SALT LAKE CITY – Five Utah agencies are receiving funding through the Department of Justice’s Office of Community Oriented Policing Services (COPS Office) COPS Hiring Program (CHP).
The Attorney General announced funding awards to 596 law enforcement agencies across the nation Tuesday afternoon, which allows those agencies to hire 2,732 additional full-time law enforcement professionals. The COPS Office received nearly 1,100 applications requesting more than 4,000 law enforcement positions.
The City of American Fork, the Wayne County Sheriff’s Office, and the Willard Police Department will each get $125,000 to fund one officer. The City of Orem has been awarded $375,000 to fund three officers. Salt Lake City is getting $1,250,000 to fund 10 officers.
“The Department of Justice is committed to providing the police chiefs and sheriffs of our great nation with needed resources, tools, and support. The funding announced today will bolster their ranks and contribute to expanding community policing efforts nationwide,” said Attorney General William P. Barr. “A law enforcement agency’s most valuable assets are the men and women who put their lives on the line every day in the name of protecting and serving their communities.”
“This critical funding will bring 16 new law enforcement officers to agencies in Utah where they will address local needs,” U.S. Attorney John W. Huber said today. “These agencies identified specific community issues and needs where COPS funding could be effectively applied. We appreciate the COPS Office providing funding to Utah agencies. It will be put to good use.”
The COPS Hiring Program is a competitive award program intended to reduce crime and advance public safety through community policing by providing direct funding for the hiring of career law enforcement officers. In addition to providing financial support for hiring, CHP provides funding to state, local, and tribal law enforcement to enhance local community policing strategies and tactics. In a changing economic climate, CHP funding helps law enforcement agencies maintain sufficient sworn personnel levels to promote safe communities. Funding through this program had been on hold since the spring of 2018 due to a nationwide injunction that was lifted earlier this year.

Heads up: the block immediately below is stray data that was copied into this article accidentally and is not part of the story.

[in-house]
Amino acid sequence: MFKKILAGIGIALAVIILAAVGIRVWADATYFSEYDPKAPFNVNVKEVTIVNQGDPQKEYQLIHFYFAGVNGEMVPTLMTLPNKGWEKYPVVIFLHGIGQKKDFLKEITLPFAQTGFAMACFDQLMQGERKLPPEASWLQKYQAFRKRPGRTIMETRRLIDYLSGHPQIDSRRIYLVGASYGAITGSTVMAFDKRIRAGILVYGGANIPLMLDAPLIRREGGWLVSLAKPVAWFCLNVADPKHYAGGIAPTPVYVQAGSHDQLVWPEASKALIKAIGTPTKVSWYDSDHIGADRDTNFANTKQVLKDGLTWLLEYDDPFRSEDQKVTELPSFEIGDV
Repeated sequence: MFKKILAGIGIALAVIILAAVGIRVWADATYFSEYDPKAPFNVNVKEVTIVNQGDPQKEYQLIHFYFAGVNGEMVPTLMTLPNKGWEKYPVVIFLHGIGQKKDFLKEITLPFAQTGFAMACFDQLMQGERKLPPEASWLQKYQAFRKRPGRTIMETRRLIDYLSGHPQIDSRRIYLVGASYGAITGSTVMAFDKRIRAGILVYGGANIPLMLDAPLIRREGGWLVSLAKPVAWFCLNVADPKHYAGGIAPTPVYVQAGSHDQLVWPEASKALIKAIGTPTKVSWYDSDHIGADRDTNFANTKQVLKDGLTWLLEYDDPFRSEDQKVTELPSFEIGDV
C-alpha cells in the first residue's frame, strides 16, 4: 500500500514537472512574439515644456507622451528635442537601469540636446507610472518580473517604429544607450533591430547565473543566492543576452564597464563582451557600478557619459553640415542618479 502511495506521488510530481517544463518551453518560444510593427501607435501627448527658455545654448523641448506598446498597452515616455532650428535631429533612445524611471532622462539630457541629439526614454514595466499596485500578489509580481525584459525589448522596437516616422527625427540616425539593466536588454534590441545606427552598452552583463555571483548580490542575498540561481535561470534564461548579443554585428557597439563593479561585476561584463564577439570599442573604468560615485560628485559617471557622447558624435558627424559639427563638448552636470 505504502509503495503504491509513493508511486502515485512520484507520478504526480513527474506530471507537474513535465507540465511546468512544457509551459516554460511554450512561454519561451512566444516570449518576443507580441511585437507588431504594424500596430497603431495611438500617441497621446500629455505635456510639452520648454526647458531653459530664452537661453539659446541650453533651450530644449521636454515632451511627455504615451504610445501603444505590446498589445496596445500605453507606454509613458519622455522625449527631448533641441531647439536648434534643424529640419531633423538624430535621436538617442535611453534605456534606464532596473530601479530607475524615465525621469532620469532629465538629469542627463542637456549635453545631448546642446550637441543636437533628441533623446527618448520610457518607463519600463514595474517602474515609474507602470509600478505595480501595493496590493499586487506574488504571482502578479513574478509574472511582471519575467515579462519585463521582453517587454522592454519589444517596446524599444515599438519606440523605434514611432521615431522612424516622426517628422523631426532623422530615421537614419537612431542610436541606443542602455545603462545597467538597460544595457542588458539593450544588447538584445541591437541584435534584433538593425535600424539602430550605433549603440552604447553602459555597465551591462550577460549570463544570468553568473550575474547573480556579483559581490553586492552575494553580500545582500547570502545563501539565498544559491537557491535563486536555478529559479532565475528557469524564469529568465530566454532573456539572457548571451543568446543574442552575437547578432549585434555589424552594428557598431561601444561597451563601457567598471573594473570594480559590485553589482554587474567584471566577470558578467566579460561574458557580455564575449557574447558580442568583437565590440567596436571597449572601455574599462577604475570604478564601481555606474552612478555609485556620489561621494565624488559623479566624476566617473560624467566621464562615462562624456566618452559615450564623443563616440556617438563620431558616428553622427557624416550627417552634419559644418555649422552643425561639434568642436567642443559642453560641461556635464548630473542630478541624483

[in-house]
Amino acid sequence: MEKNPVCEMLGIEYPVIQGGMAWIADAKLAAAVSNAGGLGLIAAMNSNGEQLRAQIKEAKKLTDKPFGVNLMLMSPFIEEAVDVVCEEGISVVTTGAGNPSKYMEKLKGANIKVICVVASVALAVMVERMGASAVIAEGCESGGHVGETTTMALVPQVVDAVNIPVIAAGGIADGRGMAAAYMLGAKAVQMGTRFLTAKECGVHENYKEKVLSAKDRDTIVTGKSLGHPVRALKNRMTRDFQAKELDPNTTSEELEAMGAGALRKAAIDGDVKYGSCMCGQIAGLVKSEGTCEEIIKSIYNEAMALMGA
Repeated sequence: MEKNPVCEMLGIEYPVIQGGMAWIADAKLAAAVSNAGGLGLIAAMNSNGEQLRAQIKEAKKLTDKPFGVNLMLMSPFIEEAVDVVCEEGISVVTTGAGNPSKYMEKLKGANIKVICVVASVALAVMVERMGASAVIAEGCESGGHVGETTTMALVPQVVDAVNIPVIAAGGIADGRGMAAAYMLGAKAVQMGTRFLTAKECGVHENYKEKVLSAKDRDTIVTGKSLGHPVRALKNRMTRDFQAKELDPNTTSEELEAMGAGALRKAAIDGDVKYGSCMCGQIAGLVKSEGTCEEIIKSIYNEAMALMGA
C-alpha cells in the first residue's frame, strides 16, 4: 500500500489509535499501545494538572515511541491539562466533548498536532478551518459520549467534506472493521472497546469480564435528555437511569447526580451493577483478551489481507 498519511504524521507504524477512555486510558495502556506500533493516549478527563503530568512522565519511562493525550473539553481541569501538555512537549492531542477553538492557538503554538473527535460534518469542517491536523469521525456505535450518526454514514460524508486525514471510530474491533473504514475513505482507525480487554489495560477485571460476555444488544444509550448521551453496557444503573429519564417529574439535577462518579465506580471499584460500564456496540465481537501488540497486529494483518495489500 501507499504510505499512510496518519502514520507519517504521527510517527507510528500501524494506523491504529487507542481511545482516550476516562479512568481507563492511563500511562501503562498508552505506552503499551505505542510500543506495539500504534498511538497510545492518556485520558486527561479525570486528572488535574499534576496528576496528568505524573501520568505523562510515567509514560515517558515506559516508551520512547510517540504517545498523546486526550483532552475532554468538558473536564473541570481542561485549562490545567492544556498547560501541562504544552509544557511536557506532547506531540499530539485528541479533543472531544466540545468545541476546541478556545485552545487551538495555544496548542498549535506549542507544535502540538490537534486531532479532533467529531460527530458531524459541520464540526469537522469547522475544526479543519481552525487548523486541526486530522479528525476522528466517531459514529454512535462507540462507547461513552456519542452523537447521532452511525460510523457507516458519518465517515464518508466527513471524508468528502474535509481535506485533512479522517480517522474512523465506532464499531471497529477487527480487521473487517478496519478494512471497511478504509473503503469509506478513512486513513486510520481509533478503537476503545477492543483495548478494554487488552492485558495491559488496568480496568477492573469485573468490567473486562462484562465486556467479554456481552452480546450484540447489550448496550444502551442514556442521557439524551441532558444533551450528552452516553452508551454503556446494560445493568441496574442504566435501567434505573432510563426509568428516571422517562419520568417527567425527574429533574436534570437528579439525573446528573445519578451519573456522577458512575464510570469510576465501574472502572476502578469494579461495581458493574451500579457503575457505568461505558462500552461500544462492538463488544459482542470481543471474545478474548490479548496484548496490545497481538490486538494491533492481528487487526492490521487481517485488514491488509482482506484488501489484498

CHP applicants were required to identify a specific crime and disorder problem focus area and explain how the funding will be used to implement community policing approaches to that problem focus area. Of the awards announced today, 43 percent will focus on violent crime, while the remainder of the awards will focus on a variety of issues including school-based policing to fund school resource officer positions, building trust and respect, and opioid education, prevention, and intervention.